What is one thing every organization has in common regardless of size? The one-person shops to the small non-profits. The mid-market company fighting tooth and nail to make it in a competitive arena, and further on up to the company of ten-thousand spanning thirty states across the country. Even those multi national mega-corporations have this in common. What could an international corporation of 500,000 have in common with a local family owned diner of three? Customer information, of course.
Look at the most recent data breach, reported just yesterday. Equifax, one of the largest credit reporting agencies in the United States, disclosed that an unauthorized third party gained access to data on as many as 143,000,000 Americans. That is a lot of zeros in that number. To put in into perspective, that is half the adult population of the United States according to the last census. Included in the files accessed was tons of personal data, including names, dates of birth, Social Security numbers, addresses, relatives, phone numbers, work history and credit history. In some cases, data included full credit card numbers, documentation on credit dispute records and “Additional Personal Information.”
In today’s world, customer information is the most sought after booty since the days of Blackbeard and his buried treasure. Modern pirates go by a different name, however.
Who Are These People?
Hear the word hacker in modern media and most people would imagine a 15-25-year-old living in their parents’ basement, but there is so much more to this group. Much like any other collection of people, they come from different backgrounds and are motivated for a variety of reasons. And for the record, hackers don’t always hack for financial gain. Recently, governments and media have been the largest target. Political motivation has been a large growing sector lately. Another reason is simply notoriety.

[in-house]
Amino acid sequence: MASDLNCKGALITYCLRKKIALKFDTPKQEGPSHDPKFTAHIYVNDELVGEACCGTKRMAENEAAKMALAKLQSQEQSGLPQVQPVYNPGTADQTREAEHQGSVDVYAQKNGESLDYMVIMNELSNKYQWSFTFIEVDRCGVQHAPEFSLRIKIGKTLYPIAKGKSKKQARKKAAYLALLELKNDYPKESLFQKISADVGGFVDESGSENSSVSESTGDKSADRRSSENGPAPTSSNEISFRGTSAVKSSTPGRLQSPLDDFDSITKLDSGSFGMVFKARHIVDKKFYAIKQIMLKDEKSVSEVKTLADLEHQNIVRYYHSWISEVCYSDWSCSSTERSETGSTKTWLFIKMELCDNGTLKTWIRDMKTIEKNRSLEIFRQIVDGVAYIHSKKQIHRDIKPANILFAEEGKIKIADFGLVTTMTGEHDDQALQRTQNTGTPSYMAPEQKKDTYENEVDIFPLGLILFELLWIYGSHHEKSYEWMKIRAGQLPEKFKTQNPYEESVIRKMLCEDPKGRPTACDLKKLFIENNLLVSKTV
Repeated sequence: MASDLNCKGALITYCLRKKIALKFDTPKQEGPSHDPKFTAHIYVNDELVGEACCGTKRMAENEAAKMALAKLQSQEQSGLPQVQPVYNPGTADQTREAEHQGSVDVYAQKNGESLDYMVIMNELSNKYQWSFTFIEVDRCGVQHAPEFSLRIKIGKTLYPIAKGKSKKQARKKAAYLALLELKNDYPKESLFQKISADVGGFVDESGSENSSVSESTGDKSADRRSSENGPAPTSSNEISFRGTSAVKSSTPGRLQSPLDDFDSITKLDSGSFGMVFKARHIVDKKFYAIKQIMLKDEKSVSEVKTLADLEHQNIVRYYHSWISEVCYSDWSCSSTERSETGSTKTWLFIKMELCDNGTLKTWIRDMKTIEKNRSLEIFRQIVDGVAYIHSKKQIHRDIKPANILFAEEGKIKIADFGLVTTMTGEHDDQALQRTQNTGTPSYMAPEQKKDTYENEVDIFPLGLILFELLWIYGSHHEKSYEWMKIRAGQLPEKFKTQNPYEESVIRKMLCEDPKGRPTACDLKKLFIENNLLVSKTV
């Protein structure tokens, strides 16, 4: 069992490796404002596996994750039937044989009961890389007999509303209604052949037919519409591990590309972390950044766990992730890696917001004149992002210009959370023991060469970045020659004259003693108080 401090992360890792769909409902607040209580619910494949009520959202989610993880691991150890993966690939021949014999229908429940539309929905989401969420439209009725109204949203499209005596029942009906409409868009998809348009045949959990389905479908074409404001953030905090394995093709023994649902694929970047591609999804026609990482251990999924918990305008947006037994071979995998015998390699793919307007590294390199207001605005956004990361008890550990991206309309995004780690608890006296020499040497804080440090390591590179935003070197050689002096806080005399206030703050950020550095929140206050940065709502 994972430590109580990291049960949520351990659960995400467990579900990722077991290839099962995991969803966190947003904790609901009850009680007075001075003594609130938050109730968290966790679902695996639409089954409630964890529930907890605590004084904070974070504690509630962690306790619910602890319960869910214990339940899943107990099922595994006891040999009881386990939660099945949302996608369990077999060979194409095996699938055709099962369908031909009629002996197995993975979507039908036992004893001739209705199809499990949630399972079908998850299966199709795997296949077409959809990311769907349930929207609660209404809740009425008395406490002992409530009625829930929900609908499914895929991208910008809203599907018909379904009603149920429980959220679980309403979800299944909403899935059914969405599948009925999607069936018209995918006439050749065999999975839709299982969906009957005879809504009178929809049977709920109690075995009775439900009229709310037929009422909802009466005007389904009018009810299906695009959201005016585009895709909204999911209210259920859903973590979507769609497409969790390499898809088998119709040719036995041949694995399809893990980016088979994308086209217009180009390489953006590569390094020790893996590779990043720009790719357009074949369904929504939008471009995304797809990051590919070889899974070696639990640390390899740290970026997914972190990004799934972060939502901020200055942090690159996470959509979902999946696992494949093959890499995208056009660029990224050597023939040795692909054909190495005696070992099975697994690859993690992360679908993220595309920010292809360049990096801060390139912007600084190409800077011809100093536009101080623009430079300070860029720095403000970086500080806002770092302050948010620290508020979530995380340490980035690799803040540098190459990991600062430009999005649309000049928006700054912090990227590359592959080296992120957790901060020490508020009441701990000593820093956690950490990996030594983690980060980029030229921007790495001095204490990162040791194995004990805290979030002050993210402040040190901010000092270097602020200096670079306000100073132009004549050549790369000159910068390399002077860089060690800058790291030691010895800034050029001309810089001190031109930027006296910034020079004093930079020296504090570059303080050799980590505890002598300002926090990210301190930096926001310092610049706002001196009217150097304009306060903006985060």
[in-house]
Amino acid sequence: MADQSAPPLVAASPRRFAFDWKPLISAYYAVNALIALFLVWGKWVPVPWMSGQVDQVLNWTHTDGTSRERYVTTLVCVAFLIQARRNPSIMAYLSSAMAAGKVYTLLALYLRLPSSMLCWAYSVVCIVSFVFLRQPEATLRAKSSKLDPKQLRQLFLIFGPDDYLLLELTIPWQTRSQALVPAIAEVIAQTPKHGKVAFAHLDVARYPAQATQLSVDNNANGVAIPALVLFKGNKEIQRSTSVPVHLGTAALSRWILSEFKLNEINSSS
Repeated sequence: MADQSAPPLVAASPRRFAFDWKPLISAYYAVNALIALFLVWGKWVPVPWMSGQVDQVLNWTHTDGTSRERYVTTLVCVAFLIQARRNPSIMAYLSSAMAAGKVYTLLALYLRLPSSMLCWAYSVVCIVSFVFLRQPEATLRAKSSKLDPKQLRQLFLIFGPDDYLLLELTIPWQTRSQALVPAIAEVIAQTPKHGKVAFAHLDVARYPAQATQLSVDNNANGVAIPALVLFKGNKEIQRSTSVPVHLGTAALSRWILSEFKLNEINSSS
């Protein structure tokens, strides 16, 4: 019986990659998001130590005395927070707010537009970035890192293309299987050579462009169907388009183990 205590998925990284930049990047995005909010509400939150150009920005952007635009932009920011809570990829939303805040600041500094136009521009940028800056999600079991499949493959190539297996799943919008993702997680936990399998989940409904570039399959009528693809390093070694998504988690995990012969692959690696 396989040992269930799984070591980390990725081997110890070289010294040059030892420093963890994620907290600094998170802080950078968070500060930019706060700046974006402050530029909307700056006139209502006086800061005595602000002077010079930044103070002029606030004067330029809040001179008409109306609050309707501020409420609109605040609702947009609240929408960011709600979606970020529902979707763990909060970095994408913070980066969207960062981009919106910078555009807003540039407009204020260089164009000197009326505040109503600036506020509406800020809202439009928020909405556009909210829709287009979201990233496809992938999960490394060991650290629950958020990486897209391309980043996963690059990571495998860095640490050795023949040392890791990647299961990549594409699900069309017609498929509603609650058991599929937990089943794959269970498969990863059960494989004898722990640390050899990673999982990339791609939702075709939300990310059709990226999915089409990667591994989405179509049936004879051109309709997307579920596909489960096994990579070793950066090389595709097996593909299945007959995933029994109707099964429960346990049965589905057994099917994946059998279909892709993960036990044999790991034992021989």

Just scroll through this list of disclosed breaches in 2017 and you’ll see the wide gamut of corporate victims. Luckily though, like any other good fight, there are people in the other corner fighting against those who seek to wreak havoc. “White-Hats” are a branch of the hacking class dedicated to doing good. The goals of a white-hat are simple: to ensure computer systems are secure.
Fighting The Good Fight
Luckily, there is much you can do. Any person with an internet connection and a mild know-how of the art of a Google search can find lists and lists and LISTS of “How to prevent a data breach.” Any of those results are great, but they can all be boiled down to these three simple tasks.
- Identify Your Data Security Problem – This is the big one. Before you can mitigate any risk, you need to know the risk. Identify what kind of data you have, who would benefit from gaining access to that data and your weaknesses–specifically technology. Outdated and unpatched technology is the easiest path for hackers to gain access.
- Invest in Education – Training, training and more training. Teach your staff how to identify fraudulent emails. Educate staff on proper policies for interacting with customers (i.e. what type of information to include in an email).
- Address The Issue – This may seem like a no-brainer, but it is most often the forgotten step. Identifying the problem and training your staff is absolutely worthless if you do nothing about it.
Don’t be afraid to identify your weaknesses as an organization. Trust me when I say it is better the good guys find it than the bad guys exploit it. If you need help or assistance with any of these steps, please reach out to us. Don’t be on the wrong side of the news.